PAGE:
by Marion Nestle
Jan 16 2012

The latest in meat safety: another form of zapping?

Bacterial contamination of meat is an ongoing problem and everyone wishes for an easy fix—one that does not require meat producers and packers to prevent contamination.

Irradiation works, but raises feasibility and other concerns.

How about electrocution?

Food Production Daily reports that hitting meat with electrical current reduces toxic E. coli O157:H7 on meat surfaces by 2 log units.

The research report says researchers inoculated meat with the bacteria and then applied electrical current.  But by inoculation they must mean just on the surface, because they only counted surface bacteria.

Surface bacteria, alas, are not the problem.  Searing meat effectively kills surface bacteria.   Bacteria in the interior (of hamburger, for example) survive unless the meat is well cooked.

And 2 log units is unlikely to be good enough for bacteria that cause harm at low doses, as this kind does.  The FDA requires a 5 log reduction for fresh juices, for example.

I wish researchers would apply their talents to figuring out how to keep toxic bacteria from getting into and onto animals in the first place.  Then we wouldn’t have to worry about designing techno-fixes to deal with contaminated meat.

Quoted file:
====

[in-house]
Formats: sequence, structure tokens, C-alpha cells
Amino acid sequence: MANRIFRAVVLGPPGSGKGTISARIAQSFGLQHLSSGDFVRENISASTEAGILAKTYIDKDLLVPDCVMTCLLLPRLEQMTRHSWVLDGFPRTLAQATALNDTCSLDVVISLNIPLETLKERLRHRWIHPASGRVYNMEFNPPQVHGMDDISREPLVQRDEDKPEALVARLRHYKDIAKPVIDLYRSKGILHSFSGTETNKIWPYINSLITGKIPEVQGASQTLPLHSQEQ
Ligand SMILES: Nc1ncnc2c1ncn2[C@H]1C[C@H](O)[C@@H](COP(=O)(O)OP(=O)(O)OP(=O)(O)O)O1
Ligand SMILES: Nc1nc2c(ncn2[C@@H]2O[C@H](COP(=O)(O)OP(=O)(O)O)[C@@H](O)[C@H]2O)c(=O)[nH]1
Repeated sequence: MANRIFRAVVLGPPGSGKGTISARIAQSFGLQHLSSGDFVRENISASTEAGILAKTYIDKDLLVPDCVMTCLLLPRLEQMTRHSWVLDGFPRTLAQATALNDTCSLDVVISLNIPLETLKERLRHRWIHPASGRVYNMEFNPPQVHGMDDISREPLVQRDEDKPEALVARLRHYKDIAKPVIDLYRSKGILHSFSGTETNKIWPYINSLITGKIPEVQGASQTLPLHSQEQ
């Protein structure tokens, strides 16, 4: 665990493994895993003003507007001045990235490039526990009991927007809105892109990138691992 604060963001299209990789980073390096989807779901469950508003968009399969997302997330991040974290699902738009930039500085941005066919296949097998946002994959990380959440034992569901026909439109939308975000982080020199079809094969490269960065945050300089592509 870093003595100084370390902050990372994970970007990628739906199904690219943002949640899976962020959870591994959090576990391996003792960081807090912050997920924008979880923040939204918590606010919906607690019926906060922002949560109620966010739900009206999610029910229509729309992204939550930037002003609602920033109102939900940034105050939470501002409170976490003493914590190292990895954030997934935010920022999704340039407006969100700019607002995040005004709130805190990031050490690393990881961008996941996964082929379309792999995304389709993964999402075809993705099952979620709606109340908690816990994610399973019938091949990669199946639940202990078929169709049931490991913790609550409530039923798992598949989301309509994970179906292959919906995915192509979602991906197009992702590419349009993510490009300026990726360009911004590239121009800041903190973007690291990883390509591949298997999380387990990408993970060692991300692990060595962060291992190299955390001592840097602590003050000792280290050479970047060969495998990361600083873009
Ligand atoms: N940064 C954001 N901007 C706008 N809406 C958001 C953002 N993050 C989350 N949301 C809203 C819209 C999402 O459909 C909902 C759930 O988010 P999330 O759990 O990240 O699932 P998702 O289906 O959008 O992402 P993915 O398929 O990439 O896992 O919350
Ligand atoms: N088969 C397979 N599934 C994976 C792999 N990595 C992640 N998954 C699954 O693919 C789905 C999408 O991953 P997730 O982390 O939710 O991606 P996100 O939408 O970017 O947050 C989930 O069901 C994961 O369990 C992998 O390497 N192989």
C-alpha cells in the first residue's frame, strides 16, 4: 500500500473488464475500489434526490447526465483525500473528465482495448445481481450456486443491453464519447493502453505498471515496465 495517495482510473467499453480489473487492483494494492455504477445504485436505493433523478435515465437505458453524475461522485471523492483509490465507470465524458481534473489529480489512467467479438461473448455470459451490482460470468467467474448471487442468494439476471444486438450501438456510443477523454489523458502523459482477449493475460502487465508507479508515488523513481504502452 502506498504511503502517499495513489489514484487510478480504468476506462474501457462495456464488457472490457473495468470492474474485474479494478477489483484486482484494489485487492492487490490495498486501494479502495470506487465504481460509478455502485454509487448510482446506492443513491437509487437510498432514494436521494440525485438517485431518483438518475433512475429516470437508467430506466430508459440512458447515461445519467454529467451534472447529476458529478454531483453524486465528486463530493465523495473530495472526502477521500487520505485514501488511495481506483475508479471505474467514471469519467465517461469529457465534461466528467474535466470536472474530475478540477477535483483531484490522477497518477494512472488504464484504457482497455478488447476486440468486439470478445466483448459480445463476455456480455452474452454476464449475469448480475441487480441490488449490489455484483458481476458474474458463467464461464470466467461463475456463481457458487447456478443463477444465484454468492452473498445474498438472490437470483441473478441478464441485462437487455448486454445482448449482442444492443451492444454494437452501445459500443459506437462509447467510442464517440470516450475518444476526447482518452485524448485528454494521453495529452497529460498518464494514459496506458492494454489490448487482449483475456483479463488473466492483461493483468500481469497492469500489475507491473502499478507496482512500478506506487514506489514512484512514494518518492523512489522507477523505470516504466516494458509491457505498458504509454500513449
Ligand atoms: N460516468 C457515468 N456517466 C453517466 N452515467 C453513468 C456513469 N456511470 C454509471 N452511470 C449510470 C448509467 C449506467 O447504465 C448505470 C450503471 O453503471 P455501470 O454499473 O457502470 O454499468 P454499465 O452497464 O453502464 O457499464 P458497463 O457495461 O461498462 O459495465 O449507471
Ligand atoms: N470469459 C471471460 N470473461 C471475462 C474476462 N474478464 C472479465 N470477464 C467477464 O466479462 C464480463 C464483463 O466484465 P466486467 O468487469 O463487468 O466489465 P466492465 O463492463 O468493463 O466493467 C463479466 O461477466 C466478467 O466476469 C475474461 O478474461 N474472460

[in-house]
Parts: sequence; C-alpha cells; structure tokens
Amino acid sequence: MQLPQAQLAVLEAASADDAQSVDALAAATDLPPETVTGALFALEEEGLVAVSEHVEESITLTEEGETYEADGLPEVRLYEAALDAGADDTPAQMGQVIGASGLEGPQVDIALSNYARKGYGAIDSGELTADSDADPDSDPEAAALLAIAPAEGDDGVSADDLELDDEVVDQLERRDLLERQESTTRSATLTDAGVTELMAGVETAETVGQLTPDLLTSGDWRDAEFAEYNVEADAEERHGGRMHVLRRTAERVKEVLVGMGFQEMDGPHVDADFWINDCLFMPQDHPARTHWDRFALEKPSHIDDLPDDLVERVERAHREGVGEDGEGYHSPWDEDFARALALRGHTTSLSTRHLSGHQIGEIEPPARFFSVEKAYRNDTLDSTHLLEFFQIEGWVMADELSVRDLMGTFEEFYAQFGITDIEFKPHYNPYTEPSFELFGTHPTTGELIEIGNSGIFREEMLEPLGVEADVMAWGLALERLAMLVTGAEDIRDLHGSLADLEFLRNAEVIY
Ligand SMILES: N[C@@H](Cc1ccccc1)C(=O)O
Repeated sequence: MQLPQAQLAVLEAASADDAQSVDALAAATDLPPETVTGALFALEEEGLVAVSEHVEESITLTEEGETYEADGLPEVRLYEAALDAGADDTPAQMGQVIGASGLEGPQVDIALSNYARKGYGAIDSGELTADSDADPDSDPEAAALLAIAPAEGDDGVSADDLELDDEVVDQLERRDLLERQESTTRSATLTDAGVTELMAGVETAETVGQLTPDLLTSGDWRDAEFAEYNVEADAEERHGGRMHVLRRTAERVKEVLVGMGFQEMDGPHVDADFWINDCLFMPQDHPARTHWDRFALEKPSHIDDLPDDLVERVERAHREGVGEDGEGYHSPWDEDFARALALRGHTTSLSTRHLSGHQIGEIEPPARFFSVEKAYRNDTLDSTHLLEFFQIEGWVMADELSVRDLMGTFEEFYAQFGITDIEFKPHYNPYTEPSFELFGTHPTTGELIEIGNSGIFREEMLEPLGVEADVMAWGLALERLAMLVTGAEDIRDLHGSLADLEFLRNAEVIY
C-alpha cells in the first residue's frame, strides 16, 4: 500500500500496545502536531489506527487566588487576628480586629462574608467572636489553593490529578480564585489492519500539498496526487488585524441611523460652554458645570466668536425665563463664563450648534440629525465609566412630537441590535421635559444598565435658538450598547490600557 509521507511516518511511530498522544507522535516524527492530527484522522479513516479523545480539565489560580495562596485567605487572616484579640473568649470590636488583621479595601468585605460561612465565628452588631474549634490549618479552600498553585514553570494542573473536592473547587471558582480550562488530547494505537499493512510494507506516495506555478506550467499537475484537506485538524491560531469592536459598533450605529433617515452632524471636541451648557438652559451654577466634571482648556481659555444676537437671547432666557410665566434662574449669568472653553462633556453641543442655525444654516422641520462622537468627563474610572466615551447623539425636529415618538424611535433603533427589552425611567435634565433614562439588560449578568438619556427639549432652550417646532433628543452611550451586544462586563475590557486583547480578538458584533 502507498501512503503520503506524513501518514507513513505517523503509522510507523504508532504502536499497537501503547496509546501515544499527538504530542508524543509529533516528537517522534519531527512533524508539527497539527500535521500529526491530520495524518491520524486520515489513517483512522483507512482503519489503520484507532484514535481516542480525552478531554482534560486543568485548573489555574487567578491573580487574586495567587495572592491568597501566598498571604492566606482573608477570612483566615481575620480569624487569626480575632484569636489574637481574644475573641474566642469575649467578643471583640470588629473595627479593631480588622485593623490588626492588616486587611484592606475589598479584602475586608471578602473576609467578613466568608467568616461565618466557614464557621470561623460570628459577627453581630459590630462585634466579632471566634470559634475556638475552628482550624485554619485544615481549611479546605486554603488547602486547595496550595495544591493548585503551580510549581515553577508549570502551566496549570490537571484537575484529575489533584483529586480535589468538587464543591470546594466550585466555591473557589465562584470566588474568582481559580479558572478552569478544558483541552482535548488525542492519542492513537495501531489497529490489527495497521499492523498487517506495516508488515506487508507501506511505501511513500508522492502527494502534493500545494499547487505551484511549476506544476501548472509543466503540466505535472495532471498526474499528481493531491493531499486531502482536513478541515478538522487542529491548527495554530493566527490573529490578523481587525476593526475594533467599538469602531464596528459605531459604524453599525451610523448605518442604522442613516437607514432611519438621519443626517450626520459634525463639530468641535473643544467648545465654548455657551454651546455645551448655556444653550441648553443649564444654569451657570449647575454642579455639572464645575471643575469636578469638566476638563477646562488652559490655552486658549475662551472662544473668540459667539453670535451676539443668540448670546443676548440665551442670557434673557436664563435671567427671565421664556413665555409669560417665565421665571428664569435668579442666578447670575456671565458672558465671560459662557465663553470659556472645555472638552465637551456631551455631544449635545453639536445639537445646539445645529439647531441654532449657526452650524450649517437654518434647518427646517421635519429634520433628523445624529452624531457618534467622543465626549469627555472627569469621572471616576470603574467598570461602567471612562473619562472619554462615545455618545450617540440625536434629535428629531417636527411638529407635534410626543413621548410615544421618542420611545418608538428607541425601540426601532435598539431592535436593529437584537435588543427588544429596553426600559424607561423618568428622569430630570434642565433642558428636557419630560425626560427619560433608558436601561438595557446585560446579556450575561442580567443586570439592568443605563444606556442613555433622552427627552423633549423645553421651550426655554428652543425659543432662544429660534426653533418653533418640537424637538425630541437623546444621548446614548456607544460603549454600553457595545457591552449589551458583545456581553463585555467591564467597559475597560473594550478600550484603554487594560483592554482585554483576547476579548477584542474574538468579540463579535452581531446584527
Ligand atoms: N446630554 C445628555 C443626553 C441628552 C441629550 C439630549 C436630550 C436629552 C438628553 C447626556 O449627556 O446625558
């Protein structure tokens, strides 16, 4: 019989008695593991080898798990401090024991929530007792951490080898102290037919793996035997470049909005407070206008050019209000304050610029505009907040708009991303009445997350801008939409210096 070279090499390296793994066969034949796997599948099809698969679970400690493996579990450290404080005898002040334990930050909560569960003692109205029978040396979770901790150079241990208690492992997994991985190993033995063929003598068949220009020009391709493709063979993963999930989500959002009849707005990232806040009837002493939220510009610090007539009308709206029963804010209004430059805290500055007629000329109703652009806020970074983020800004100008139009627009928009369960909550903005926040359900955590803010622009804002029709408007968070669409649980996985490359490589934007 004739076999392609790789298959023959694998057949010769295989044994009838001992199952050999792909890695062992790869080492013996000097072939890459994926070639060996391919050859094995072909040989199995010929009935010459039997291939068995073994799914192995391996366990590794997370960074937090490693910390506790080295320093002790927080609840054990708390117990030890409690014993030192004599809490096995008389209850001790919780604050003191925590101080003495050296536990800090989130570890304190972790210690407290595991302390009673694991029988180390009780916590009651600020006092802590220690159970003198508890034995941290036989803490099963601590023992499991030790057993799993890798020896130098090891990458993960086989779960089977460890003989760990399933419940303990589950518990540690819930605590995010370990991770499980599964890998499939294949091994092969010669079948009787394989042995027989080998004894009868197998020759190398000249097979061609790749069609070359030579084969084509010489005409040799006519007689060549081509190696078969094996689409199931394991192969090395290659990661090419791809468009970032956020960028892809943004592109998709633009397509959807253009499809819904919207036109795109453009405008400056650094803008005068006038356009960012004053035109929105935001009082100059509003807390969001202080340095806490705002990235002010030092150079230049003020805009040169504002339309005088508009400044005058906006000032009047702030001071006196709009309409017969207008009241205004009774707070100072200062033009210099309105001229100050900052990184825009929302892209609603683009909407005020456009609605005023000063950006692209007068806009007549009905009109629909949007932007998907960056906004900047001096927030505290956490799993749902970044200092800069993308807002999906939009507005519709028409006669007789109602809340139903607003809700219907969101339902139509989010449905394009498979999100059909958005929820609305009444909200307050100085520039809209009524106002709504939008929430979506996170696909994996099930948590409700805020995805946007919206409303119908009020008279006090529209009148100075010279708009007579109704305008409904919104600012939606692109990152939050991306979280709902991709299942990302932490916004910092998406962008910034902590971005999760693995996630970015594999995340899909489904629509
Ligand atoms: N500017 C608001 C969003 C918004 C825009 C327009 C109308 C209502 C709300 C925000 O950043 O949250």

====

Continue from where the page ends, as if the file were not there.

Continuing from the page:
• Margeretrc

    There is a way to keep toxic bacteria from getting into/onto beef in the first place. It’s called pasturing. Pastured cows aren’t crowded (so they are less likely to get contaminated by bacteria on other cows) and are less likely to breed the toxic bacteria in the first place because they are eating what they evolved to eat: grass. Cows fed corn develop a more acidic environment in their rumen and that is more conducive to the growth of toxic E. coli bacteria. The bacteria are everywhere–there is no avoiding them. Thus it’s important to prevent the conditions that promote their appearance/growth in our food. Again, it is important for those who can afford to to vote with our pocketbooks and support those raising their beef responsibly and sustainably on pastures. Avoiding toxic bacteria is only one of many health benefits of pastured beef!

  • This is why I simply do not eat meat. ever.

  • Margeretrc

    I eat meat. I just don’t eat industrially raised meat–at least not often.

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  • Beth

    Hmm. If pastured cows don’t have toxic bacteria, then why do wild deer shed E. coli O157:H7? Naturally raised, organic, etc. doesn’t matter. Cook ground beef to 160F, use a thermometer and enjoy juicy burgers.

  • mister worms

    I agree with Margeretrc. We’re not going to have sterile meat – that’s not feasible nor do I think it’s even desirable. But we can reduce the risk of contamination with pathogenic bacteria with sane farming practices.

    So meat will be more expensive. As it should be. Putting a larger dent in the wallet is one way to be more mindful about the quality and quantity of what we’re consuming. Who cares if beef is $2.99/lb when it is nutritionally inferior to the $7.99/lb pastured equivalent?

    We’ve really lost sight of the purpose of eating in the first place if quantity/cost is always the #1 consideration. Perhaps, this argument wouldn’t hold true if our poorest people were wasting away from a lack of caloric content. But that’s not the case. We have plenty of calories to go around but little nutrient value to show for it.